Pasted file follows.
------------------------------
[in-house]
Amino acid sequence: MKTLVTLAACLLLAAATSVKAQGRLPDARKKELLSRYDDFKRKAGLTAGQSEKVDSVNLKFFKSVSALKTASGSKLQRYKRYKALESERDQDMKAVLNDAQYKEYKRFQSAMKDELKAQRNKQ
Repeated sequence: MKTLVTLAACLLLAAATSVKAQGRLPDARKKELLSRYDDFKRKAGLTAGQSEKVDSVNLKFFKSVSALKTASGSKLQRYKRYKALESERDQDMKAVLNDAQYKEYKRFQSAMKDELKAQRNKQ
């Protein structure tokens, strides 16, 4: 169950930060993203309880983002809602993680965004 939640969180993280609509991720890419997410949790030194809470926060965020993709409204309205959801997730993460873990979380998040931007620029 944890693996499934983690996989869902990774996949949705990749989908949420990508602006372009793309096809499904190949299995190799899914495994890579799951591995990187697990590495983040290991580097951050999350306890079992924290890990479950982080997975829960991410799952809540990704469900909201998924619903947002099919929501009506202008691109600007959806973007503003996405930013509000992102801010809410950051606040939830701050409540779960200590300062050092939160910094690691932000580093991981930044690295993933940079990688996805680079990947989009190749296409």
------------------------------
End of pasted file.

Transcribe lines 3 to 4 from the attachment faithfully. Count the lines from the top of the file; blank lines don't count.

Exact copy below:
Repeated sequence: MKTLVTLAACLLLAAATSVKAQGRLPDARKKELLSRYDDFKRKAGLTAGQSEKVDSVNLKFFKSVSALKTASGSKLQRYKRYKALESERDQDMKAVLNDAQYKEYKRFQSAMKDELKAQRNKQ
């Protein structure tokens, strides 16, 4: 169950930060993203309880983002809602993680965004 939640969180993280609509991720890419997410949790030194809470926060965020993709409204309205959801997730993460873990979380998040931007620029 944890693996499934983690996989869902990774996949949705990749989908949420990508602006372009793309096809499904190949299995190799899914495994890579799951591995990187697990590495983040290991580097951050999350306890079992924290890990479950982080997975829960991410799952809540990704469900909201998924619903947002099919929501009506202008691109600007959806973007503003996405930013509000992102801010809410950051606040939830701050409540779960200590300062050092939160910094690691932000580093991981930044690295993933940079990688996805680079990947989009190749296409």